General description: This is the second largest ECF group, with 12,157 unique proteins. Proteins from ECF41 have homology against original group ECF41 (99.09%) and they appear primary in Actinobacteria (78.48%), but also in Proteobacteria (14.49%), Firmicutes (Bacillales) (4.88%), Acidobacteria (0.67%), Cyanobacteria (0.49%), Chloroflexi (0.35%), Bacteroidetes (0.21%), Verrucomicrobia (0.11%), Planctomycetes (0.07%), Gemmatimonadetes (0.04%) and Armatimonadetes (0.04%). Proteins from ECF41 contain a C-terminal extension of ~120 aa with a SnoaL-like domain with structural homology to epoxide hydrolases (Goutam, Gupta, & Gopal, 2017; Sultana et al., 2004), likewise the neighboring groups ECF56, ECF295, and ECF294. This C-terminal extension has a regulatory role since the removal of the distal part of the C-terminal extension yields a variant with enhanced activity, whereas the removal of the proximal part of the C-terminus extension drives the ECF inactive (Wecke et al., 2012). This C-terminal extension is a structural domain that tethers σ2 and σ4 domains in the right conformation for its activity and might bind small molecules that modulate the ECF σ factor conformation (Goutam, Gupta, & Gopal, 2017). Therefore, the C-terminal extension of members of ECF41 seems to function as a modulator of the ECF activity rather than an inhibitor (Goutam et al., 2017; Wecke et al., 2012).
Genomic context conservation: Proteins from ECF41 do not contain any conserved protein in their genetic context other than a flavin-containing amine oxidoreductase (Pfam: Amino_oxidase) in -1 of subgroups ECF41s14, ECF41s24, ECF41s30 and ECF41s39, and a carboxymuconolactone decarboxylase (Pfam: CMD) ECF41s8 and in -1 of proteins from ECF41s6 and ECF41s16. These two proteins were already identified in members of the original group ECF41 (Staroń et al., 2009). Other proteins conserved in the genomic context are a DoxX-like protein in -1 of ECF41s13, a F420H(2)-dependent quinone reductase in ECF41s12, a DUF1059 in ECF41s20 and several proteins in the genetic neighborhood of ECF41s25 (NIF3, CobD/Cbib protein, a low molecular weight phosphotyrosine protein phosphatase, a bacterial transferase hexapeptide and an alanine dehydrogenase/PNT).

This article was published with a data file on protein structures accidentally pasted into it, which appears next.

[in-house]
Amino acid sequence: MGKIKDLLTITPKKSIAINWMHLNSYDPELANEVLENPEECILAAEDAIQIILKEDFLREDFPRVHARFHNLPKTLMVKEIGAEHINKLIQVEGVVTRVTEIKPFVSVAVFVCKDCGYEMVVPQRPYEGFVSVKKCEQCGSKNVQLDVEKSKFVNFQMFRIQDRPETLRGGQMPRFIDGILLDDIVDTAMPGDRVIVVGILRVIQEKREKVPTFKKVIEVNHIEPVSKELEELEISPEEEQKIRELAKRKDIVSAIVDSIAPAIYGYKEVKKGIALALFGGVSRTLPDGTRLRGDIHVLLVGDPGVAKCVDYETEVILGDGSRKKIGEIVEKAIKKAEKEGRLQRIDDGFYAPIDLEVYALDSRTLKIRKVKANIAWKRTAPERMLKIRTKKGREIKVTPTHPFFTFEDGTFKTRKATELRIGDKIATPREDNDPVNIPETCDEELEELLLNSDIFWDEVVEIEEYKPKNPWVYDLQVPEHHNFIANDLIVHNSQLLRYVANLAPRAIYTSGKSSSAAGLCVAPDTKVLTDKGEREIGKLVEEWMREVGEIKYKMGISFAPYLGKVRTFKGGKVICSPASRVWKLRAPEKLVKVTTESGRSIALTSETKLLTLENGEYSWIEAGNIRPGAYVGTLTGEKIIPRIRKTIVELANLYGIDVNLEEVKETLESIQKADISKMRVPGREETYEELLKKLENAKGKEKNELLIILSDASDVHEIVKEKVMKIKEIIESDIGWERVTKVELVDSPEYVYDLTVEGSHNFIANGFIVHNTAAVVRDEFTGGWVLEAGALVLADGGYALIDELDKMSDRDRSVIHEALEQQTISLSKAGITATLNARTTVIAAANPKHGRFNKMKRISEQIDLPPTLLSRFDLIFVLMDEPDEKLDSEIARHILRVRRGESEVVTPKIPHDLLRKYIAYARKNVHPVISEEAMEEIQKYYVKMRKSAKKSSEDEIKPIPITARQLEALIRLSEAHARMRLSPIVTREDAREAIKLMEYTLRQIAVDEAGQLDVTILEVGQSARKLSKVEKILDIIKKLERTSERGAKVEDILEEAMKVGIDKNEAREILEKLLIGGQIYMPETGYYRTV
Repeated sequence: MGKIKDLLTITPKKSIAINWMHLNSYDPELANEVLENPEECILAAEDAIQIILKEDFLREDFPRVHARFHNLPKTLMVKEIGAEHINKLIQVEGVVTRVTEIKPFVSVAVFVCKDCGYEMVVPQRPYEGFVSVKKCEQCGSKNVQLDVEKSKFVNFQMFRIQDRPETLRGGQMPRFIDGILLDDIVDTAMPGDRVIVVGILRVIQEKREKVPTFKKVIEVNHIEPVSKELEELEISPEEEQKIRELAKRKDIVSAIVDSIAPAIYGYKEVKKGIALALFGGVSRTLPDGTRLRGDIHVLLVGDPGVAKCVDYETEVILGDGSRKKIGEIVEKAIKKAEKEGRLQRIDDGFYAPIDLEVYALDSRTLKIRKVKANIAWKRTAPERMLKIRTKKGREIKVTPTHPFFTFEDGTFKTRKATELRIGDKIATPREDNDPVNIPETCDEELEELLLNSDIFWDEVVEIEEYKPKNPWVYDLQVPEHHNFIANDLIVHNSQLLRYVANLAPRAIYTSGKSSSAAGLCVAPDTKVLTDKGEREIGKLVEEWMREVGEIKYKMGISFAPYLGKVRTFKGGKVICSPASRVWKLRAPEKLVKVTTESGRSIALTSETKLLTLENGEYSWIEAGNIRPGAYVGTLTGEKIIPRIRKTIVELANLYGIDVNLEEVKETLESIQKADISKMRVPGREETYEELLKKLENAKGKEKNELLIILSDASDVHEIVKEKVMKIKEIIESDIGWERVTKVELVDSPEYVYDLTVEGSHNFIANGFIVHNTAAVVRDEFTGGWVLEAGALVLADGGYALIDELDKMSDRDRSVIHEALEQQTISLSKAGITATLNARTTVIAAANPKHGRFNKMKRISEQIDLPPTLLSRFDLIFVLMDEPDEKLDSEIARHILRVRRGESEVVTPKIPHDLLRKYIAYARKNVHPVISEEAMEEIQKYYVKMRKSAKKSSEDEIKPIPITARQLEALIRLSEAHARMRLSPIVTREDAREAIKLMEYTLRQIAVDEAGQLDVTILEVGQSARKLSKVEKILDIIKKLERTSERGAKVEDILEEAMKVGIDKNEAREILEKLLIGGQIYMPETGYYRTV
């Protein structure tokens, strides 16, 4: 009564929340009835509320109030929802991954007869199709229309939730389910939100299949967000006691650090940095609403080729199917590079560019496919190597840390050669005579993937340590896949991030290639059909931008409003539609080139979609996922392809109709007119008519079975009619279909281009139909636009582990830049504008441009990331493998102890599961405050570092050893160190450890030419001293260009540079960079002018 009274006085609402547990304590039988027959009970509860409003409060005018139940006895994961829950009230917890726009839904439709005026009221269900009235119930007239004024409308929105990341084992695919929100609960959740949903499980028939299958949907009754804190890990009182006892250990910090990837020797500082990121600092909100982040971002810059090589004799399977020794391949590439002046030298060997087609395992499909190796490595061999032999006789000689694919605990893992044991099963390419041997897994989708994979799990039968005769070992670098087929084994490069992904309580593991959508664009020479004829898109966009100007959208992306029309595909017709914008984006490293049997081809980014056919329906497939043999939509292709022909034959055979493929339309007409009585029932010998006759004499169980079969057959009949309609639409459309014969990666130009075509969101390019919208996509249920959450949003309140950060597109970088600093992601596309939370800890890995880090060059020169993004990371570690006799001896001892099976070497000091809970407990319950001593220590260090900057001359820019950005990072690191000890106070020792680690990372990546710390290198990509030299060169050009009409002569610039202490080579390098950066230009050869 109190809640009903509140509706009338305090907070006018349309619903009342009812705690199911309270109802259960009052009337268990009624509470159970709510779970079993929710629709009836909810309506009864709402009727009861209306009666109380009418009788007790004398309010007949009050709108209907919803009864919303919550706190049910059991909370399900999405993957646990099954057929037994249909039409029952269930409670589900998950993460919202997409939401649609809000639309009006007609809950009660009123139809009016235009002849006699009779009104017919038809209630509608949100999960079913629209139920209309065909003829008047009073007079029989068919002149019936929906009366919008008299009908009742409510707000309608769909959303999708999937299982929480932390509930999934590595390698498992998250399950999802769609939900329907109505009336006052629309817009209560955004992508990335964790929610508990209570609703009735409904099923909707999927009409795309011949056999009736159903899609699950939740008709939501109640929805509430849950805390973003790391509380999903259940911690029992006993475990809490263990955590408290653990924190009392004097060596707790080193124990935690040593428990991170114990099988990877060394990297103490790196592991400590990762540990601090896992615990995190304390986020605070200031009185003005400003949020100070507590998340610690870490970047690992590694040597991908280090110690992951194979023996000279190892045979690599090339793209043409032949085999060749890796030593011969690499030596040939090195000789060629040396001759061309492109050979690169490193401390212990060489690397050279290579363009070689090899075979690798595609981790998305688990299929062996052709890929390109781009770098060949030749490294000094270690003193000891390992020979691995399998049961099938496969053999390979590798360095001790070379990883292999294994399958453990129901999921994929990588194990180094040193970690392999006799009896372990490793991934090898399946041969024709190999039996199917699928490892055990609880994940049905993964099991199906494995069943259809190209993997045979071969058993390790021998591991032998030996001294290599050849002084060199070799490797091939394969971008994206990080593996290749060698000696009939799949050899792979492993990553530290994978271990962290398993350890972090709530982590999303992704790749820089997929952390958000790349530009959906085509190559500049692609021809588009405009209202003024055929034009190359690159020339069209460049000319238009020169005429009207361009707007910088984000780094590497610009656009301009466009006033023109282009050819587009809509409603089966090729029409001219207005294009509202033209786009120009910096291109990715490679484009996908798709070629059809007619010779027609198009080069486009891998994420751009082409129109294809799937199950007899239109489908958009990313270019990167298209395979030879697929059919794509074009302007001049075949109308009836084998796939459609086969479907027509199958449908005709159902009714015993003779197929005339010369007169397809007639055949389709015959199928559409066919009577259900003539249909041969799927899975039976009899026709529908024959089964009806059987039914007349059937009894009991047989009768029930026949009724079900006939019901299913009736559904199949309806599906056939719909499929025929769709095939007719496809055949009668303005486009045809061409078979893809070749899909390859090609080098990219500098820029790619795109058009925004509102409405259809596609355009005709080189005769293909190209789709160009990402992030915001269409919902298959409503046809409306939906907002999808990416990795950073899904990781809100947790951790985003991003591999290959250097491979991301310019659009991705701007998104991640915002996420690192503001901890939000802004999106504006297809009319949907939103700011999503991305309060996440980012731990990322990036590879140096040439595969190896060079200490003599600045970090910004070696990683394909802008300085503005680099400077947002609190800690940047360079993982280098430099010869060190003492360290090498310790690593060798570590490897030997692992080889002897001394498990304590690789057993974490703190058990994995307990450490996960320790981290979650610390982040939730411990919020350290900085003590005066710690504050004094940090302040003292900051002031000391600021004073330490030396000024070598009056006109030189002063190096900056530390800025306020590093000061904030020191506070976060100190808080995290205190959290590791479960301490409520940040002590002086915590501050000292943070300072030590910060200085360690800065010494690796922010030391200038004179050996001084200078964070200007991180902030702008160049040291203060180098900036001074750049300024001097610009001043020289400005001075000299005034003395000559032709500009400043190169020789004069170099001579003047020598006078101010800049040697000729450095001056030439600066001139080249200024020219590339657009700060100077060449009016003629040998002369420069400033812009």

Studied members: Among the members of ECF41 there is SigJ (ECF41s9) and SigI (ECF41s27) from M. tuberculosis. Both proteins are involved in oxidative stress response. SigI is activating the transcription of an ATP synthase, heat shock proteins, and the catalase/peroxidase KatG, and it plays a role with the response to isoniazid since the deletion mutant is resistant to this antibiotic probably due to the decreased transcription of KatG, which activates isoniazid (Lee et al., 2012) (reviewed in (Souza et al., 2014)). SigJ is involved in resistance against hydrogen peroxide in a KatG-independent manner (Hu, Kendall, Stoker, & Coates, 2004).
Promoter motif conservation: Predicted target promoter motifs are conserved and usually contain TGTCACA in -35 and CGTC in -10, in agreement with the original ECF41 (Wecke et al., 2012). Indeed, Ecf41 from Rhodobacter sphaeroides and Bacillus licheniformis control its expression and one of the coding sequence in -1 (Wecke et al., 2012) exclusively.
Summary: ECF41 is involved in oxidative stress response. It has a SnoaL-like domain fused in C-terminal that exerts a regulatory role. It has been suggested that this domain can bind subtracts and change the conformation of the σ2 and σ4 domains, allowing promoter recognition and RNAP binding as a consequence (Goutam et al., 2017). It is possible that this is also part of the regulatory mechanism behind ECF56, ECF294, and ECF295.
Number of representative ECFs: 10511
Number of non-redundant ECFs: 12157
Sequences with C-terminal extension: 99.37%
Sequences with N-terminal extension: 0.42%
Overrepresented phylum: Actinobacteria [77.63%]
|The Mycobacterium tuberculosis sigJ gene controls sensitivity of the bacterium to hydrogen peroxide.||FEMS microbiology letters||2004||Y. Hu, S. Kendall, N. Stoker, A. Coates||PubMed: 15321691||ECF41|
|The third pillar of bacterial signal transduction: classification of the extracytoplasmic function (ECF) sigma factor protein family.||Molecular microbiology||2009||A. Staroń, H. Sofia, S. Dietrich, L. Ulrich, H. Liesegang, T. Mascher||PubMed: 19737356||ECF103, ECF21, ECF123, ECF51, ECF39, ECF281, ECF102, ECF130, ECF122, ECF291, ECF15, ECF242, ECF22, ECF285, ECF106, ECF27, ECF31, ECF240, ECF114, ECF16, ECF38, ECF41, ECF105, ECF116, ECF111, ECF03, ECF239, ECF42, ECF294, ECF17, ECF11, ECF29, ECF235, ECF293, ECF118, ECF265, ECF30, ECF23, ECF14, ECF249, ECF18, ECF115, ECF290, ECF25, ECF121, ECF02, ECF120, ECF289, ECF28, ECF243, ECF19, ECF43, ECF107, ECF12, ECF32, ECF36, ECF292, ECF286, ECF271, ECF26, ECF40, ECF56, ECF33|
|Isoniazid resistance without a loss of fitness in Mycobacterium tuberculosis.||Nature communications||2012||J. Lee, N. Ammerman, S. Nolan, D. Geiman, S. Lun, H. Guo, W. Bishai||PubMed: 22434196||ECF41|
|Extracytoplasmic function σ factors of the widely distributed group ECF41 contain a fused regulatory domain.||MicrobiologyOpen||2012||T. Wecke, P. Halang, A. Staroń, Y. Dufour, T. Donohue, T. Mascher||PubMed: 22950025||ECF41|
|σ(ECF) factors of gram-positive bacteria: a focus on Bacillus subtilis and the CMNR group.||Virulence||2014||B. Souza, T. Castro, R. Carvalho, N. Seyffert, A. Silva, A. Miyoshi, V. Azevedo||PubMed: 24921931||ECF41, ECF14|
|The fused SnoaL_2 domain in the Mycobacterium tuberculosis sigma factor σJ modulates promoter recognition.||Nucleic acids research||2017||K. Goutam, A. Gupta, B. Gopal||PubMed: 28934483||ECF41|